As time marches on, the perspective of the present allows us to truly appreciate the greatness of the past. One of BMW’s greatest eras was the early 2000s. This was a time before the domination of the crossover, a time when the sedan reigned supreme, and when the E46 3 Series and E39 5 Series made up the backbone of the BMW inventory. While the E46 M3 and E39 M5 have aged gracefully into modern-day collectibles, their non-M siblings were used and enjoyed much more thoroughly, making nice examples harder to come by. That’s what makes these two clean, lower-mileage cars so special: a 2004 BMW 330Ci and a 2003 BMW 530i. They belong to a local enthusiast whose first BMW was a 2002 and who owned several E46s and E39s before landing with this duo—an excellent two-car solution.

A late-model Mystic Blue 6-speed manual 330Ci is a rare car these days.

By the year 2004, the E46 was nearing the twilight of its timeline. In 2003, the 330Ci coupe received a cosmetic facelift, which included wider kidney grilles, adaptive headlights, and LED taillights. For the 330Ci, the sports suspension was also offered standard, along with a six-speed gearbox and staggered Style 68 M sport wheels. Mystic Blue Metallic was more often reserved for the M3 or Performance package (ZHP) cars than a regular 330Ci, but it makes any E46 look good. This 2004 six-speed manual Mystic Blue 330Ci benefits from all of these E46 timeline evolutions. Additional options for this car are lowering springs, along with AC Schnitzer rear spoilers and exhaust. Of the two, the E46 is the canyon carver, having crisper edges than the larger 5 Series best suited to spirited drives in the foothills of Colorado’s Rocky Mountains.

Post-face-lift 330Cis received wider kidney grilles, adaptive headlights, and LED taillights. This one has Style 68 wheels and AC Schnitzer rear spoilers and exhaust.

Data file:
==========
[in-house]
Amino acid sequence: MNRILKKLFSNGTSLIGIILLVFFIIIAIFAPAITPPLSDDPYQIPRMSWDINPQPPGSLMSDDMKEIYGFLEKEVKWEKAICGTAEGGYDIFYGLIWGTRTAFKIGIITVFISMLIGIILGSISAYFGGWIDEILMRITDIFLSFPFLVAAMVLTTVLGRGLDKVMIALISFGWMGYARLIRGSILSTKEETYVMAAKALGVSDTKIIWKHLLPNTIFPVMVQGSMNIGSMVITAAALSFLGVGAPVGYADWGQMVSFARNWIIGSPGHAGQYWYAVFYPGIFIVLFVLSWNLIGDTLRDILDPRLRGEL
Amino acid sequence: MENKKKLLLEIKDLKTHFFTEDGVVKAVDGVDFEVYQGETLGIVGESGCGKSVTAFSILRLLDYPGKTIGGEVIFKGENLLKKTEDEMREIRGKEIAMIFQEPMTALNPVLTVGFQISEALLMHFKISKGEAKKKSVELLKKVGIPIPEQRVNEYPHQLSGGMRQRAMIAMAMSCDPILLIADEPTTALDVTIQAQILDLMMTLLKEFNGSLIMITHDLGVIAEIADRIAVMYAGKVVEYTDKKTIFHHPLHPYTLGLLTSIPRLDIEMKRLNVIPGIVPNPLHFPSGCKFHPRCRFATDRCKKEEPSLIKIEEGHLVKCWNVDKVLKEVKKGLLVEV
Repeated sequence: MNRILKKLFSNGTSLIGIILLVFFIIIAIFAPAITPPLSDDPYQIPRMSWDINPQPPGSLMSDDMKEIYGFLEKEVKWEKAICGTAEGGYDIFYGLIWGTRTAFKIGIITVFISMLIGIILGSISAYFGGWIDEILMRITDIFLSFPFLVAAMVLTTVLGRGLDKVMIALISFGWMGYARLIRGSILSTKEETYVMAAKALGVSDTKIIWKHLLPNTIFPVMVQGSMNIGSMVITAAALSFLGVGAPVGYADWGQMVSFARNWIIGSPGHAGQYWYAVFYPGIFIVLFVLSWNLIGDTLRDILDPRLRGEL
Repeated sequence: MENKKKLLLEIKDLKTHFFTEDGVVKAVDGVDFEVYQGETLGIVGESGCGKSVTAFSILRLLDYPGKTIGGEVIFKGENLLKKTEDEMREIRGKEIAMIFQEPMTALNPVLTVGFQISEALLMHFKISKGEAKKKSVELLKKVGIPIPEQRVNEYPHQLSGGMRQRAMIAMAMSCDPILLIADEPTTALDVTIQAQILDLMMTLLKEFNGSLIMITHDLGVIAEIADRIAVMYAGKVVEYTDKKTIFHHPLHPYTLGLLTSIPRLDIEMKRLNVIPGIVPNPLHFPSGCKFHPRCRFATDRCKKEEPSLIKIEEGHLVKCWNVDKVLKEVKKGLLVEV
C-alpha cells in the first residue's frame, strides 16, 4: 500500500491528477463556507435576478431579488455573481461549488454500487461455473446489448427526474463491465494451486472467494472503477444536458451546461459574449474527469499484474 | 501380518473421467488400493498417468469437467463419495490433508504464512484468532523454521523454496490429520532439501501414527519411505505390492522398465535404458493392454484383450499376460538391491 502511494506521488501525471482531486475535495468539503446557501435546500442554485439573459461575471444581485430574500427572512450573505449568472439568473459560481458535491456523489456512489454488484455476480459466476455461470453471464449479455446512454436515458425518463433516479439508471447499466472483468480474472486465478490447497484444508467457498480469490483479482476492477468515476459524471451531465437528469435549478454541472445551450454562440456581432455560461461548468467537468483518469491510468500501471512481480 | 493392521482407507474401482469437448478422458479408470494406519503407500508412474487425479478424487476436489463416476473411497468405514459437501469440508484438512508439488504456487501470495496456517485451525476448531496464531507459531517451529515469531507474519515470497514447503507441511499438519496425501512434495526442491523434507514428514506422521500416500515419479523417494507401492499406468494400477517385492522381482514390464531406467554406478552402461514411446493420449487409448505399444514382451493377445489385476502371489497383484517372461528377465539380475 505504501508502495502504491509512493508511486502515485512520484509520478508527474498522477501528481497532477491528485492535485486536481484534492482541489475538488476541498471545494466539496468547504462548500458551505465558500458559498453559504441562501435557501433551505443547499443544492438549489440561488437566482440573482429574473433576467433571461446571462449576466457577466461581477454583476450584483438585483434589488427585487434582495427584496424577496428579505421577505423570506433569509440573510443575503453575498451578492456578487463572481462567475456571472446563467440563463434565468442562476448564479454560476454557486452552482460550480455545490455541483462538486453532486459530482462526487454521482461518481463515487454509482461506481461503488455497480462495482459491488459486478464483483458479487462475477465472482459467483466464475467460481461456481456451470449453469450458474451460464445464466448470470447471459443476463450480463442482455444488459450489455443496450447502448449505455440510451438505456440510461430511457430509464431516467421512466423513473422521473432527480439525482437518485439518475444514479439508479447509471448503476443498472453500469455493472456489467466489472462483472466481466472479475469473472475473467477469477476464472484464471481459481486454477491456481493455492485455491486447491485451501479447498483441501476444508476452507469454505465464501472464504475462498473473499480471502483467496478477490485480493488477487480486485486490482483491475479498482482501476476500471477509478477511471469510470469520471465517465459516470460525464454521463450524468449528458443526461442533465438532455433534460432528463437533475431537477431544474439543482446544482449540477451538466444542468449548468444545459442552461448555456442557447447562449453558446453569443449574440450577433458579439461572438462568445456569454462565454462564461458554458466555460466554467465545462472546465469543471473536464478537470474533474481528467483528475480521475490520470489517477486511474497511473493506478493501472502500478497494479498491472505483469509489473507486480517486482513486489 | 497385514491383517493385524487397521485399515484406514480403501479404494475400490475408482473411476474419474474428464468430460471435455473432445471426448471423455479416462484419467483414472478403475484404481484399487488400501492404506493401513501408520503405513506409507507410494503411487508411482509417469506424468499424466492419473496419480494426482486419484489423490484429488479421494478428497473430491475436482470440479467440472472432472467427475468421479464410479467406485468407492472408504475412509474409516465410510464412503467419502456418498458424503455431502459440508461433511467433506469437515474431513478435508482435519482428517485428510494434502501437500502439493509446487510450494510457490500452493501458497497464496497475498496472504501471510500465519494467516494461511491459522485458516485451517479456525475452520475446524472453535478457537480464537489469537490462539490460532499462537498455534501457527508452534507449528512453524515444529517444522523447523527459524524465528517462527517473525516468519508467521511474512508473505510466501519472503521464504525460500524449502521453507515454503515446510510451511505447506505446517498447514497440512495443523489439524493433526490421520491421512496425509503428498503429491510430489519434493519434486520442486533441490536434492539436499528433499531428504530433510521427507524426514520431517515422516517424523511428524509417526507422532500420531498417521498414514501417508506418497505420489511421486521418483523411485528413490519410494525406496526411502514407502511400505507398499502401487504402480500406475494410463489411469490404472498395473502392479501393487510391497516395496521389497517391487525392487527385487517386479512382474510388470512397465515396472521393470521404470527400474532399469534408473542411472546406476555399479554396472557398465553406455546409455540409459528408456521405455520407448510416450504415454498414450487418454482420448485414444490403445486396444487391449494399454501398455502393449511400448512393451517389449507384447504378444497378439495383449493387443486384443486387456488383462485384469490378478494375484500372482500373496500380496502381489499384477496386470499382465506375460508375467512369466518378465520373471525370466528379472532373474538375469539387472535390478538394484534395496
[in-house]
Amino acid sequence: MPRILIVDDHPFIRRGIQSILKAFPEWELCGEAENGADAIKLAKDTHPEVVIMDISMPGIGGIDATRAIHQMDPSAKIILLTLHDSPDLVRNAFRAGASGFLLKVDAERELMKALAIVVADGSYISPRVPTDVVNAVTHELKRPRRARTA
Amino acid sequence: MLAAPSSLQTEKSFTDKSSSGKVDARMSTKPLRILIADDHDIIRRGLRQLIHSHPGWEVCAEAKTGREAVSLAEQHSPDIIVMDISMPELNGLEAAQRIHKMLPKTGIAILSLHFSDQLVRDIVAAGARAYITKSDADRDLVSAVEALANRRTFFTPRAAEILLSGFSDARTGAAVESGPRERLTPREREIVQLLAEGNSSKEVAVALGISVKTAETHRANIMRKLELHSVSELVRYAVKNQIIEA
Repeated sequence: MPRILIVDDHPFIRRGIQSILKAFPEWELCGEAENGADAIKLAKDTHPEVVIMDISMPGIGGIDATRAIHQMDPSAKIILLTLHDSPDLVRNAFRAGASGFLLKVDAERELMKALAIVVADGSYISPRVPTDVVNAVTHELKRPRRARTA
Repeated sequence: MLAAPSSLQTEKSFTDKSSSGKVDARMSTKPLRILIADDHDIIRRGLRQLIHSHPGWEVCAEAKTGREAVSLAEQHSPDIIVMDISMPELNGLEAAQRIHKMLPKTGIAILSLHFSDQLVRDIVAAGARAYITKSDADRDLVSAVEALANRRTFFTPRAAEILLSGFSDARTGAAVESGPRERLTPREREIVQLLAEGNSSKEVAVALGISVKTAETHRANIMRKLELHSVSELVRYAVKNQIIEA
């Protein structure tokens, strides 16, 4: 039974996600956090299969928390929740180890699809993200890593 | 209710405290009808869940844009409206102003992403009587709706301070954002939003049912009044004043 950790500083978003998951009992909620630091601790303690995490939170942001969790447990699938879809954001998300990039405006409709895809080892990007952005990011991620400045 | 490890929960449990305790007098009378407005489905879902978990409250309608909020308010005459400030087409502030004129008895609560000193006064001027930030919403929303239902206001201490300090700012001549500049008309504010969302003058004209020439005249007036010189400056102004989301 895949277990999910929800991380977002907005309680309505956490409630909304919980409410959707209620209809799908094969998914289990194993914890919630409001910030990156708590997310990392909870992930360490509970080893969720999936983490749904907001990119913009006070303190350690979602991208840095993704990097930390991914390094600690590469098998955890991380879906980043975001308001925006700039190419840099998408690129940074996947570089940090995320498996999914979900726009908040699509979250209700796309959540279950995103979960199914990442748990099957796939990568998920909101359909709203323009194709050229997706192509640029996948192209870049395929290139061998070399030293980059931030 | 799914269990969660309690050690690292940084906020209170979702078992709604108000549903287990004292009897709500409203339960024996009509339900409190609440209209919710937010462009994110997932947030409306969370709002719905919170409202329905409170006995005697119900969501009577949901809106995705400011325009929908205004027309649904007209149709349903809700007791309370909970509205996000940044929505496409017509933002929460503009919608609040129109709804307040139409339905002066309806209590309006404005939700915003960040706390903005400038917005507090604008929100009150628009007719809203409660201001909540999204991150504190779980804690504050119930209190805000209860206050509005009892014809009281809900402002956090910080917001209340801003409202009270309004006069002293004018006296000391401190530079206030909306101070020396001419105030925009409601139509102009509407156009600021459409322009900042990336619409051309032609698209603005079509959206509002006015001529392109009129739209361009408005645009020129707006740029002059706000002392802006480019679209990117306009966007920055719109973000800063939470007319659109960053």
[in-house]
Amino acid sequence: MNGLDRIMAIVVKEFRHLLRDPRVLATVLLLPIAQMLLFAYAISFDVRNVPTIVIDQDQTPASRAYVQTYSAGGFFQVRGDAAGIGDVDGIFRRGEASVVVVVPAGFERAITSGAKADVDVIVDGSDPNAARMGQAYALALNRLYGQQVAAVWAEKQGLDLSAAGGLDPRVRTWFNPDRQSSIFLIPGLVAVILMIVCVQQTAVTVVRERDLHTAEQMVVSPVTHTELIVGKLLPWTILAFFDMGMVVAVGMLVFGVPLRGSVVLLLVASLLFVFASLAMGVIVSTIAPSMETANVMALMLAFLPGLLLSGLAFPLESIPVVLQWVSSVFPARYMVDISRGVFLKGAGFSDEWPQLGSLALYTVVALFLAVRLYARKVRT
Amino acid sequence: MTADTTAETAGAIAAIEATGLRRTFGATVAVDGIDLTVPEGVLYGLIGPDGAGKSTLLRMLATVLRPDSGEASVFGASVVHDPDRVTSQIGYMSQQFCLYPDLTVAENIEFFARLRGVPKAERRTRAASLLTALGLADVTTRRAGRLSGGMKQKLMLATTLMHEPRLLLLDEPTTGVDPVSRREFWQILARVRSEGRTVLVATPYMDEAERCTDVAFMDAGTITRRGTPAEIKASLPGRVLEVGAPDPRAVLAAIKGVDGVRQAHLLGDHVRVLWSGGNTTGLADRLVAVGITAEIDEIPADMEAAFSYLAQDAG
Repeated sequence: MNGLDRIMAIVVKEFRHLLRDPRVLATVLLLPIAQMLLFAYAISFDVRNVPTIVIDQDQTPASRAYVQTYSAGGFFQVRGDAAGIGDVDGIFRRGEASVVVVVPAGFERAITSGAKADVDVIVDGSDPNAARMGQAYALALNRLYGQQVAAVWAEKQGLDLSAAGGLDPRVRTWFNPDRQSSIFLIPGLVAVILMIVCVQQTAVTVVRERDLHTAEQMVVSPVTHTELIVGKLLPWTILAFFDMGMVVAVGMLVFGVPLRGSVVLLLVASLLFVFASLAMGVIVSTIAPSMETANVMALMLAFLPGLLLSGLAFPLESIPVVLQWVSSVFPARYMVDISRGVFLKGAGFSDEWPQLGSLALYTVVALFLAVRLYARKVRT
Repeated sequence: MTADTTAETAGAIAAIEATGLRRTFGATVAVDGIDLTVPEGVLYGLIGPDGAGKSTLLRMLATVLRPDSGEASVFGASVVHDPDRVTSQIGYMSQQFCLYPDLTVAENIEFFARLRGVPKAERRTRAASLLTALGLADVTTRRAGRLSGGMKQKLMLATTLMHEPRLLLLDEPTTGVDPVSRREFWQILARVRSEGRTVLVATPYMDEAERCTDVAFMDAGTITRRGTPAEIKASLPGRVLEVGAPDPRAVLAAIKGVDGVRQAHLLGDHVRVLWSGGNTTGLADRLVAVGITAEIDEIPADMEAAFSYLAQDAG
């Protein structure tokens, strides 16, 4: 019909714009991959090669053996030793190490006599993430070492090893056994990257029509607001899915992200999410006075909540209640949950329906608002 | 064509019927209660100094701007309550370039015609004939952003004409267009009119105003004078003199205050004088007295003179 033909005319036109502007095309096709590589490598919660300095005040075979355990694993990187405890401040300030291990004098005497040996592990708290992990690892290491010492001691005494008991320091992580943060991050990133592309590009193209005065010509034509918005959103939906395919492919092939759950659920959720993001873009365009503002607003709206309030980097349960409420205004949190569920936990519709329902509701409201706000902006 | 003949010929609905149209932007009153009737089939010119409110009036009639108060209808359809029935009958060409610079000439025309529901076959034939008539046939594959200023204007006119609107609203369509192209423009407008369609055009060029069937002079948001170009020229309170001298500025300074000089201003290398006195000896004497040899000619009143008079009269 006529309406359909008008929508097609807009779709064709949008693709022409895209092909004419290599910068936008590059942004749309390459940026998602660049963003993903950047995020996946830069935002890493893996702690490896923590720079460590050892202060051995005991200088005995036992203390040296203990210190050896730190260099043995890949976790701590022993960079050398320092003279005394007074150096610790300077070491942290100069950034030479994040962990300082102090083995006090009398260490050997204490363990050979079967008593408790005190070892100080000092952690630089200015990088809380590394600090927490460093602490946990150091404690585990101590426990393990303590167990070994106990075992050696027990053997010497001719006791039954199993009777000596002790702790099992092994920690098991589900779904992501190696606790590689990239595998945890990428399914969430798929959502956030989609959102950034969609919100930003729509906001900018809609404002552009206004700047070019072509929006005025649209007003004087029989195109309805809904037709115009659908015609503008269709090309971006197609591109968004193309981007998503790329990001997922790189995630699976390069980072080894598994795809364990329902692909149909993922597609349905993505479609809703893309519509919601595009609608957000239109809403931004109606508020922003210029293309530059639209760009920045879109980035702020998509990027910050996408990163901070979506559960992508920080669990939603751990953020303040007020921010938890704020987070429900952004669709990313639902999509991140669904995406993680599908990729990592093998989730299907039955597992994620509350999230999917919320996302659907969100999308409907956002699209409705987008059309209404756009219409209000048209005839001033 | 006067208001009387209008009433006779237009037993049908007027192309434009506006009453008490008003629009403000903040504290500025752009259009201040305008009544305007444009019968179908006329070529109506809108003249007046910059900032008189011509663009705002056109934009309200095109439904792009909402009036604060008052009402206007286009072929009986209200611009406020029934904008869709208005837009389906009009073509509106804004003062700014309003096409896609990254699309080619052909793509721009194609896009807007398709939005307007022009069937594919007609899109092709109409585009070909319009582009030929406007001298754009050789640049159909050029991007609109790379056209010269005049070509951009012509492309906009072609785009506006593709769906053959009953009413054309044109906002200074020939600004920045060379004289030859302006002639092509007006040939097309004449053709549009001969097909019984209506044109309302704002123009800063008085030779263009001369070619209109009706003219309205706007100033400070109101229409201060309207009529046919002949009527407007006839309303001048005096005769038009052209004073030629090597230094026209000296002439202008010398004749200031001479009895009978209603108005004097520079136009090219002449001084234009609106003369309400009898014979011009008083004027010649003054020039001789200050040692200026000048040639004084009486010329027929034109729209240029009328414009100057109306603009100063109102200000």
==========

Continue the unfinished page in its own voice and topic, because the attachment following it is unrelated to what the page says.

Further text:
Two blues on opposite ends of the BMW color pallet.

At first glance, the 530i looks like what could be a 540i M Sport.

When longer grand-touring journeys are required or additional legroom for rear passengers is needed, the 2003 530i is deployed. The final year of production for the E39 5 Series was 2003, and they are also some of the rarest. The M54B30-powered 530i had more punch than the 525i, yet it did not have the timing guide issues of the V8-powered 540i. While the latter was offered in a special 2003-model-year-only M Sport, a 2003 530i Sport package car included Shadowline trim, the M Sports suspension, steering wheel, sport seats, and Style 42 wheels. This Blue Water Metallic 530i Sport significantly closed the gap with the 540i M Sport. When was the last time you saw a Blue Water Metallic E39?

Exterior mods feature the M Sport front bumper with “T-bar,” Style 37 M Par wheels, M5 mirrors with Euro glass, and AC Schnitzer side gills and rear roof spoiler.

Interior upgrades include AC Schnitzer pedals and e-brake handle, TV module with backup camera, BMW logo projectors, M5 door sills, M5 instrument cluster, and M3 steering wheel with SMG paddle shifters.

The upgrade list is lengthy! Cosmetics include the M Sport “t-bar” front bumper with CSL-style carbon fiber splitters, AC Schnitzer side gills and rear roof spoiler, M5 mirrors with Euro glass, BMW mudflaps, 18-inch Style 37 M Parallel wheels, and an M5 rear bumper to accommodate a quad-tipped exhaust. This is complemented inside by AC Schnitzer pedals and an e-brake handle, M door sills, an M5 instrument cluster, illuminated lower door projectors, a TV module with a backup camera, and an M3 steering wheel with SMG paddle shifters. Those shift the automatic gearbox, which may seem contrary to such a heavily modified car, but it soaks up the rigors of rush hour wonderfully.